(c) Zhonghang Zhucheng; (c) Zhonghang Zhucheng;

Lhasa Gonggar Airport Terminal 3, Lhasa

Engineering at the top of the world

Sitting at 3,600m altitude, Lhasa Gonggar Airport is one of the highest altitude airports in the world, serving as the largest and most important aviation hub in Tibet Autonomous Region.

Arup provided full stage structural, mechanical, electrical and public health engineering (SMEP) design for the newly built Terminal 3, and technical review for the ancillary buildings.

Terminal 3 is part of the overall reconstruction and extension of the 4E level airport, which became operational in 1965. With a floor area of 88,000m², the new terminal adds 21 extra gates for boarding and deplaning, enabling the airport to serve 9 million passengers per year by 2025.

Project Summary


3,600m altitude

88,000GFA

9millionannual passenger capacity

Lotus-shaped roof

The design of Terminal 3 pays homage to Tibet culture and ethnic identity. To realise the complex lotus-shaped steel roof, we extensively used computational design technologies to determine the most efficient spatial truss configuration and delivered a construction friendly design.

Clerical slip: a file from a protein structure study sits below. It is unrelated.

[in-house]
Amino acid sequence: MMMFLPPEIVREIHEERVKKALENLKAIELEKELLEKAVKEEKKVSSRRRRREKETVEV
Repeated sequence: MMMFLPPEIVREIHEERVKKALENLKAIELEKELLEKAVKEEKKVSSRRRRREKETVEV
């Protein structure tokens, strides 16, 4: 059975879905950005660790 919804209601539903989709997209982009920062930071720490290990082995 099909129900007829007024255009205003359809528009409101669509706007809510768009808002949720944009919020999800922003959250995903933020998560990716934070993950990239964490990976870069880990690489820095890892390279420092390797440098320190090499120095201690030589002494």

We developed an innovative dual directional spherical bearing connection to reduce the member dimensions of the tree columns under the high temperature variation of Lhasa, retaining the architectural intent of a light and elegant roof.

Bird eye view of Lhasa Gonggar Airport Terminal 3 ©中建八局 Bird eye view of Lhasa Gonggar Airport Terminal 3 ©中建八局

Smart design tools

We adopted our in-house developed smart design tools for parametric modelling, automated optimisation and BIM approaches to reduce steel tonnage and facilitate construction while ensuring torsional rigidity and resistance during an earthquake.

Facilitating construction

The location of Lhasa presents formidable challenges in the construction. During the design stage, we fully considered the availability of local materials and construction feasibility of the complex steel roof as well as special conditions due to the high altitude, such as sun radiation and large daily temperature variation.

Considering the remote and high-altitude project site, we put forward detailed specifications to locally source concrete aggregates, and made careful calculations of concrete shrinkage and creep of the long structure under the severe temperature variation in the plateau.


Integrated sustainable design

In order to achieve energy efficiency, we designed a lighting system that makes full use of the high-altitude natural sunlight in the highland of Lhasa, also known as ‘Sunlight City’.

Our design makes use of the outdoor fresh air in summer, supplemented by the air-conditioning system, to minimise the use of chillers and water pumps while achieving indoor comfort.

Our integrated SMEP design approach has tackled many challenges in a creative and cost-effective way. For example, considering the snowfall load on the roof in winter, a gutter de-icing system is designed in the roof gutter for easy removal of the snow during extreme weather conditions.